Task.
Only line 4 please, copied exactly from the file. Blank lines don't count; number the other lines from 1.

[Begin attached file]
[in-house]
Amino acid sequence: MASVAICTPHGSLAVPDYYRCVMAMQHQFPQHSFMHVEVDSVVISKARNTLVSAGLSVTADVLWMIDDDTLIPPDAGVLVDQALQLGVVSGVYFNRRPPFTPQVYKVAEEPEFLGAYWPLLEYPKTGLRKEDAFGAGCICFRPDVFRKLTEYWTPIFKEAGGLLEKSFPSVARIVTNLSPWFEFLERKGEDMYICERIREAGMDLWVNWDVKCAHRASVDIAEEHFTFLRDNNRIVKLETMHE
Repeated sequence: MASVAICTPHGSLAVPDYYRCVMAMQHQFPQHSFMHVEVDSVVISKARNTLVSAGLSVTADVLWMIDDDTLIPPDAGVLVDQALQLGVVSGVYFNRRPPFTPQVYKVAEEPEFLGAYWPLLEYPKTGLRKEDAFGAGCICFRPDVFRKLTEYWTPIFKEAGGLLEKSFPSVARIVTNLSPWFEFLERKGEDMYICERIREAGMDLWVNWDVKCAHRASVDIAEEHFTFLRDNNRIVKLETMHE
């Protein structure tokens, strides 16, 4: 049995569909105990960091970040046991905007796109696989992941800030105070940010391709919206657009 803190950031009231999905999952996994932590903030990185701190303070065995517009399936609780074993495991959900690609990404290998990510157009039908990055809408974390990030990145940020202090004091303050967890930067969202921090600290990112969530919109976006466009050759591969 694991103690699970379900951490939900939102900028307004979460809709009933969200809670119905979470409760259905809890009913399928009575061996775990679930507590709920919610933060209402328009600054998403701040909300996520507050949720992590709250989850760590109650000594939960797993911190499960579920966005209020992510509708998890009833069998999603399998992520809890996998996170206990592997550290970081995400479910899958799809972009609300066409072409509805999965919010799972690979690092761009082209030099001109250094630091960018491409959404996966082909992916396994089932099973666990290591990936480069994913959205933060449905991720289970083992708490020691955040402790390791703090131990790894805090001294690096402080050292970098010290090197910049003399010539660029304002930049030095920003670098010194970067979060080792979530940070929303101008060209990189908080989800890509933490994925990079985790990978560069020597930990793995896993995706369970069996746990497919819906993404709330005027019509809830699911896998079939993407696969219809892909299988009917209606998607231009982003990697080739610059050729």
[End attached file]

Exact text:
């Protein structure tokens, strides 16, 4: 049995569909105990960091970040046991905007796109696989992941800030105070940010391709919206657009 803190950031009231999905999952996994932590903030990185701190303070065995517009399936609780074993495991959900690609990404290998990510157009039908990055809408974390990030990145940020202090004091303050967890930067969202921090600290990112969530919109976006466009050759591969 694991103690699970379900951490939900939102900028307004979460809709009933969200809670119905979470409760259905809890009913399928009575061996775990679930507590709920919610933060209402328009600054998403701040909300996520507050949720992590709250989850760590109650000594939960797993911190499960579920966005209020992510509708998890009833069998999603399998992520809890996998996170206990592997550290970081995400479910899958799809972009609300066409072409509805999965919010799972690979690092761009082209030099001109250094630091960018491409959404996966082909992916396994089932099973666990290591990936480069994913959205933060449905991720289970083992708490020691955040402790390791703090131990790894805090001294690096402080050292970098010290090197910049003399010539660029304002930049030095920003670098010194970067979060080792979530940070929303101008060209990189908080989800890509933490994925990079985790990978560069020597930990793995896993995706369970069996746990497919819906993404709330005027019509809830699911896998079939993407696969219809892909299988009917209606998607231009982003990697080739610059050729």